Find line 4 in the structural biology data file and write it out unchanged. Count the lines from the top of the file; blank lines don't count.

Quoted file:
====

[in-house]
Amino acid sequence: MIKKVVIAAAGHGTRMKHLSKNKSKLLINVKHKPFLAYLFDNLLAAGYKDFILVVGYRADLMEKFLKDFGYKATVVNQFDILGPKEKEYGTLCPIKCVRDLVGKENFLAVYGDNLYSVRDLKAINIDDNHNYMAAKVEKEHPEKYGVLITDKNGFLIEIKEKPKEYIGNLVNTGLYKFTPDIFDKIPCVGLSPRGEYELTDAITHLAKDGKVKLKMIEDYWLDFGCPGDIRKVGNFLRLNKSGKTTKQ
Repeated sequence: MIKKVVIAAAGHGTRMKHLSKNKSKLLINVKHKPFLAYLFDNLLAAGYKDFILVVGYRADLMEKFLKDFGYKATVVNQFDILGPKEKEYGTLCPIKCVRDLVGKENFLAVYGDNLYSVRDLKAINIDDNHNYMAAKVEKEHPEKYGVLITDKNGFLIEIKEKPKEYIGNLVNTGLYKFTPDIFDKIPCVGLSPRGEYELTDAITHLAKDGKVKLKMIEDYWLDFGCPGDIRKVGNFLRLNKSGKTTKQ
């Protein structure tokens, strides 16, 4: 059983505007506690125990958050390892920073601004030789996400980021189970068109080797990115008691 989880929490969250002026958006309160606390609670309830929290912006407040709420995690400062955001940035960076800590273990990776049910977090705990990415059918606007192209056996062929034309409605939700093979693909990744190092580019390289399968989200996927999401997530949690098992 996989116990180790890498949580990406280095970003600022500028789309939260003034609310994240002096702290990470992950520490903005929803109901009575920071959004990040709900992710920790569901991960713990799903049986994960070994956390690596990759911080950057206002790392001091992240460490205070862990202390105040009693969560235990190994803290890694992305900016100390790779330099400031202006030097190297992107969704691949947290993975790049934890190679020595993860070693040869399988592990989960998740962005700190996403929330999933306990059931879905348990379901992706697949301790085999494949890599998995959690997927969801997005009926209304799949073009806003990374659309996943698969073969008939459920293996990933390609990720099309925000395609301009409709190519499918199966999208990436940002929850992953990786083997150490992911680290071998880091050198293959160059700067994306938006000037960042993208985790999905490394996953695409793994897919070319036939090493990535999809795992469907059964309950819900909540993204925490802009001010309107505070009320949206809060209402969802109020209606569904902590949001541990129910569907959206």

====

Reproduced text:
């Protein structure tokens, strides 16, 4: 059983505007506690125990958050390892920073601004030789996400980021189970068109080797990115008691 989880929490969250002026958006309160606390609670309830929290912006407040709420995690400062955001940035960076800590273990990776049910977090705990990415059918606007192209056996062929034309409605939700093979693909990744190092580019390289399968989200996927999401997530949690098992 996989116990180790890498949580990406280095970003600022500028789309939260003034609310994240002096702290990470992950520490903005929803109901009575920071959004990040709900992710920790569901991960713990799903049986994960070994956390690596990759911080950057206002790392001091992240460490205070862990202390105040009693969560235990190994803290890694992305900016100390790779330099400031202006030097190297992107969704691949947290993975790049934890190679020595993860070693040869399988592990989960998740962005700190996403929330999933306990059931879905348990379901992706697949301790085999494949890599998995959690997927969801997005009926209304799949073009806003990374659309996943698969073969008939459920293996990933390609990720099309925000395609301009409709190519499918199966999208990436940002929850992953990786083997150490992911680290071998880091050198293959160059700067994306938006000037960042993208985790999905490394996953695409793994897919070319036939090493990535999809795992469907059964309950819900909540993204925490802009001010309107505070009320949206809060209402969802109020209606569904902590949001541990129910569907959206």